Friday, November 19, 2010

Looking up

I remember being a little girl and visiting the echoing halls of the building on Market Street that housed the federal probation office where my father worked. Dad introduced me to his friend, Mr. Brown, a big man with huge, dry hands, and I took his hand solemnly and observed, “You must be Mr. Brown because your skin is brown.”

“No,” my dad explained, “Mr. Brown is a Black man. Brown is just his name.”

“He’s not black,” I said. “He’s brown!"

“That’s why he’s a Black man,” said my dad, “and you’re a white girl.”

“I am not,” I said. “I’m pink!” At which both men laughed and slapped each other’s arms.

How could anyone understand these crazy grownups?
I remember thinking. I didn’t know that the Cold War was at its height, that pink was used as an epithet like black was used as an epithet, or that the color of a person’s skin could make or break a man or a girl.

Then Mr. Brown, the token Negro, and Mr. Greenwald, the token Jew, turned to one another and made a joke that was already old between them, “Hey, everybody still shits brown.”

Hey, you guys used the “s” word!
I thought, somewhat stunned by the whole confusing adventure. I remember the event to this day, perhaps because the air was highly charged and I didn’t understand why. Or perhaps because my father would listen to the news every now and then in the years to follow, and mutter under his breath, “Everybody still shits brown.”

I grew up in a multicultural environment. We had friends of all kinds, many religions, many skin colors and accents. I didn’t become conscious of race until I was a teenager, and even then I believed that Jews and Blacks, in particular, had much in common. We had both been slaves. We had both broken free, only to be hounded by oppression and bigotry everywhere we wandered. Mythology? Perhaps. But a common mythology, enough to make us friends.

The first time a Black person refused my friendship because of the color of my skin, I was an adult and times had changed. We were no longer allies fighting together for a loving world. I had become the enemy, just because of the color of my skin.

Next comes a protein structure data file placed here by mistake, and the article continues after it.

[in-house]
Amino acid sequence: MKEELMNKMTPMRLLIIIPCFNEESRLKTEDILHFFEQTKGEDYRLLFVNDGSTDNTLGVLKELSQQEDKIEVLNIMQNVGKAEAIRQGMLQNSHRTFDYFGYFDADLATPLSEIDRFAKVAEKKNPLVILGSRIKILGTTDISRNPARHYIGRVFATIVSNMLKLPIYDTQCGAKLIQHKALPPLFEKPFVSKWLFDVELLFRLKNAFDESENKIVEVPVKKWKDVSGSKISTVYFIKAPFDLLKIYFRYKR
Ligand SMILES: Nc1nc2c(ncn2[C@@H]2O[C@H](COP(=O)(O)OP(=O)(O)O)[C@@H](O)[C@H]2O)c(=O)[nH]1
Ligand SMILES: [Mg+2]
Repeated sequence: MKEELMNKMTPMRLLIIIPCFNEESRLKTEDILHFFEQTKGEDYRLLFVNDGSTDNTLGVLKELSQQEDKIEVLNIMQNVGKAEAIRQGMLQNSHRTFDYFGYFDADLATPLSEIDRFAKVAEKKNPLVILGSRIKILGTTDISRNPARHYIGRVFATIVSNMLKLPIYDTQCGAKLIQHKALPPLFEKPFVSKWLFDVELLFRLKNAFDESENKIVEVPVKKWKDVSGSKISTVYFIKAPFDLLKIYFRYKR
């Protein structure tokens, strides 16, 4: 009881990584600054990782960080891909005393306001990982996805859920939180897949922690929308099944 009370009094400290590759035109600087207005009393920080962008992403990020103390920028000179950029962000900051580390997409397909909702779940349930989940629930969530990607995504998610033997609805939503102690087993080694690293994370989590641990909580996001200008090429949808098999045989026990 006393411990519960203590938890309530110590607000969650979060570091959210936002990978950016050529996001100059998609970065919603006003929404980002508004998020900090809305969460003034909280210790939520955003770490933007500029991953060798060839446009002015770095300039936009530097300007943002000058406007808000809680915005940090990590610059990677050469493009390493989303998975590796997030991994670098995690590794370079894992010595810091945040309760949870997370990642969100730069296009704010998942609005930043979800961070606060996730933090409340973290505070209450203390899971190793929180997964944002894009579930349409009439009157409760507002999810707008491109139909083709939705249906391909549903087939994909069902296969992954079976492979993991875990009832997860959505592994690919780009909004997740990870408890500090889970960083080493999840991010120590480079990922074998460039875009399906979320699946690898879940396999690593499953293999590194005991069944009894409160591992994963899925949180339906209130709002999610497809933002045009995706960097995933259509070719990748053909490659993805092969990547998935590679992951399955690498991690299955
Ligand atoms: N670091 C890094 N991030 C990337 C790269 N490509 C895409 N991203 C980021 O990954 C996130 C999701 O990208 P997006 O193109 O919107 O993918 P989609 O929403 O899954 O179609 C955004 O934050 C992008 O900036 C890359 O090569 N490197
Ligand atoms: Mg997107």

Here’s a picture of my dad’s college fraternity at Rutgers in the 40s. Dad’s the second from the left, front row. Get a load of that bohemian tie and the mane of wild hair! He told me that he and his buddies set up this fraternity for Jews and Negroes, after they’d been refused membership in any other fraternity. We were still together then, Jews and Blacks. By 1967, when Martin Luther King, Jr. was writing that Black rage against Jews was justified because we were the wealthy, cheating landlords (see Chaos and Community: Where Do We Go From Here), Blacks had rejected Jewish friendship.

Maybe that’s why I’m sore about the obsessive focus on race in my school district. Academic statistics are collected by student skin color and the stated goal of the district is not to create positive learning environments for all students, but to eliminate race as a predictor of academic achievement. As if the grades kids get measure their true success. As if the color of students’ skin is the only predictor of failure, and their family’s cultural attitudes towards education or their economic status or the constant anti-intellectual media hype has nothing to do with it. As if their identification with the victim has nothing to do with it.